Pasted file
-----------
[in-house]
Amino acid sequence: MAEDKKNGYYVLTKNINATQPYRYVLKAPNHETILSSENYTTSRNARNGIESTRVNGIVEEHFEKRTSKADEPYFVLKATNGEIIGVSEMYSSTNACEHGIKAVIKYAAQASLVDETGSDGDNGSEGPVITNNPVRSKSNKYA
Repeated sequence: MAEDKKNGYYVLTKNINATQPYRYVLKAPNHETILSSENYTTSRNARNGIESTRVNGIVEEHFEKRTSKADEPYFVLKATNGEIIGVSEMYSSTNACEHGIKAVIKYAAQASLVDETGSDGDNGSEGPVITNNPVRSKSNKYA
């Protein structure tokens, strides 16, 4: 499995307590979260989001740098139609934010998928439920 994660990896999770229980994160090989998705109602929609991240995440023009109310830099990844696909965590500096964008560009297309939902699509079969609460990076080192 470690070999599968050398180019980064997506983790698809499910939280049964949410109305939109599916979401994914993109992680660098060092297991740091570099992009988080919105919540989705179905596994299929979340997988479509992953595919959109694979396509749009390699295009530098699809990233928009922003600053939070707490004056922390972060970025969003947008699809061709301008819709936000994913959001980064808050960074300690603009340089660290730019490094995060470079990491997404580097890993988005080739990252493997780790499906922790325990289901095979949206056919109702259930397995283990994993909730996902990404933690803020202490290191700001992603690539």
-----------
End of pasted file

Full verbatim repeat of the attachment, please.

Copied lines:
[in-house]
Amino acid sequence: MAEDKKNGYYVLTKNINATQPYRYVLKAPNHETILSSENYTTSRNARNGIESTRVNGIVEEHFEKRTSKADEPYFVLKATNGEIIGVSEMYSSTNACEHGIKAVIKYAAQASLVDETGSDGDNGSEGPVITNNPVRSKSNKYA
Repeated sequence: MAEDKKNGYYVLTKNINATQPYRYVLKAPNHETILSSENYTTSRNARNGIESTRVNGIVEEHFEKRTSKADEPYFVLKATNGEIIGVSEMYSSTNACEHGIKAVIKYAAQASLVDETGSDGDNGSEGPVITNNPVRSKSNKYA
């Protein structure tokens, strides 16, 4: 499995307590979260989001740098139609934010998928439920 994660990896999770229980994160090989998705109602929609991240995440023009109310830099990844696909965590500096964008560009297309939902699509079969609460990076080192 470690070999599968050398180019980064997506983790698809499910939280049964949410109305939109599916979401994914993109992680660098060092297991740091570099992009988080919105919540989705179905596994299929979340997988479509992953595919959109694979396509749009390699295009530098699809990233928009922003600053939070707490004056922390972060970025969003947008699809061709301008819709936000994913959001980064808050960074300690603009340089660290730019490094995060470079990491997404580097890993988005080739990252493997780790499906922790325990289901095979949206056919109702259930397995283990994993909730996902990404933690803020202490290191700001992603690539």